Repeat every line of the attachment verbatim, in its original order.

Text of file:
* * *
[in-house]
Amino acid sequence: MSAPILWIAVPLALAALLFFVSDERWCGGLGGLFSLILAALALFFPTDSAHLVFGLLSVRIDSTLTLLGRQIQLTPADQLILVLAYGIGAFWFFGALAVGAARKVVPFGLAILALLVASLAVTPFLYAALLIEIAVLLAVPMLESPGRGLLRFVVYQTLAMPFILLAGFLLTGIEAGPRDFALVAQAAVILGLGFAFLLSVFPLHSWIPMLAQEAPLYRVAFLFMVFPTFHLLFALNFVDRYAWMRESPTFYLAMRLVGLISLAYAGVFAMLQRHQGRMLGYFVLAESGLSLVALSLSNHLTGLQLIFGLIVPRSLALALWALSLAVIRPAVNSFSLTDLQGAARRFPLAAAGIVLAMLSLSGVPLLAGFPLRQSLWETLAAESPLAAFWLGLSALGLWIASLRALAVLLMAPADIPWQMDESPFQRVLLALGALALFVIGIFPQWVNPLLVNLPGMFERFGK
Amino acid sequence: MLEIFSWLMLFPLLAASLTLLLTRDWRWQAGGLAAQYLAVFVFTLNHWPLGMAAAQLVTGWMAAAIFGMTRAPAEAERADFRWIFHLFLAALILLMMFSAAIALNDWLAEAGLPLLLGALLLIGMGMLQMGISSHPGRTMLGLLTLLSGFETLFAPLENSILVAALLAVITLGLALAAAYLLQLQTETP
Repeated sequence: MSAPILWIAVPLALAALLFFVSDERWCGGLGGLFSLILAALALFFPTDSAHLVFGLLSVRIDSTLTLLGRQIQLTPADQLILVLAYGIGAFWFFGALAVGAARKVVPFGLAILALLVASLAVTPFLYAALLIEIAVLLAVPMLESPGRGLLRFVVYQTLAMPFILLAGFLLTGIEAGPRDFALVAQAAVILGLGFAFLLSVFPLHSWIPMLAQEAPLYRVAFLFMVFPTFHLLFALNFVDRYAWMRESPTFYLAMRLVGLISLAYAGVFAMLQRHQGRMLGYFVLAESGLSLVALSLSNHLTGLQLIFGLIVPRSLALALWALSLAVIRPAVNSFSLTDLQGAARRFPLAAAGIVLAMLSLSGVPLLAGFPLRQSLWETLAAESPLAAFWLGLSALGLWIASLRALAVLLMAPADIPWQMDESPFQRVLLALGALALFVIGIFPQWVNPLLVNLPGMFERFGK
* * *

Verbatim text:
[in-house]
Amino acid sequence: MSAPILWIAVPLALAALLFFVSDERWCGGLGGLFSLILAALALFFPTDSAHLVFGLLSVRIDSTLTLLGRQIQLTPADQLILVLAYGIGAFWFFGALAVGAARKVVPFGLAILALLVASLAVTPFLYAALLIEIAVLLAVPMLESPGRGLLRFVVYQTLAMPFILLAGFLLTGIEAGPRDFALVAQAAVILGLGFAFLLSVFPLHSWIPMLAQEAPLYRVAFLFMVFPTFHLLFALNFVDRYAWMRESPTFYLAMRLVGLISLAYAGVFAMLQRHQGRMLGYFVLAESGLSLVALSLSNHLTGLQLIFGLIVPRSLALALWALSLAVIRPAVNSFSLTDLQGAARRFPLAAAGIVLAMLSLSGVPLLAGFPLRQSLWETLAAESPLAAFWLGLSALGLWIASLRALAVLLMAPADIPWQMDESPFQRVLLALGALALFVIGIFPQWVNPLLVNLPGMFERFGK
Amino acid sequence: MLEIFSWLMLFPLLAASLTLLLTRDWRWQAGGLAAQYLAVFVFTLNHWPLGMAAAQLVTGWMAAAIFGMTRAPAEAERADFRWIFHLFLAALILLMMFSAAIALNDWLAEAGLPLLLGALLLIGMGMLQMGISSHPGRTMLGLLTLLSGFETLFAPLENSILVAALLAVITLGLALAAAYLLQLQTETP
Repeated sequence: MSAPILWIAVPLALAALLFFVSDERWCGGLGGLFSLILAALALFFPTDSAHLVFGLLSVRIDSTLTLLGRQIQLTPADQLILVLAYGIGAFWFFGALAVGAARKVVPFGLAILALLVASLAVTPFLYAALLIEIAVLLAVPMLESPGRGLLRFVVYQTLAMPFILLAGFLLTGIEAGPRDFALVAQAAVILGLGFAFLLSVFPLHSWIPMLAQEAPLYRVAFLFMVFPTFHLLFALNFVDRYAWMRESPTFYLAMRLVGLISLAYAGVFAMLQRHQGRMLGYFVLAESGLSLVALSLSNHLTGLQLIFGLIVPRSLALALWALSLAVIRPAVNSFSLTDLQGAARRFPLAAAGIVLAMLSLSGVPLLAGFPLRQSLWETLAAESPLAAFWLGLSALGLWIASLRALAVLLMAPADIPWQMDESPFQRVLLALGALALFVIGIFPQWVNPLLVNLPGMFERFGK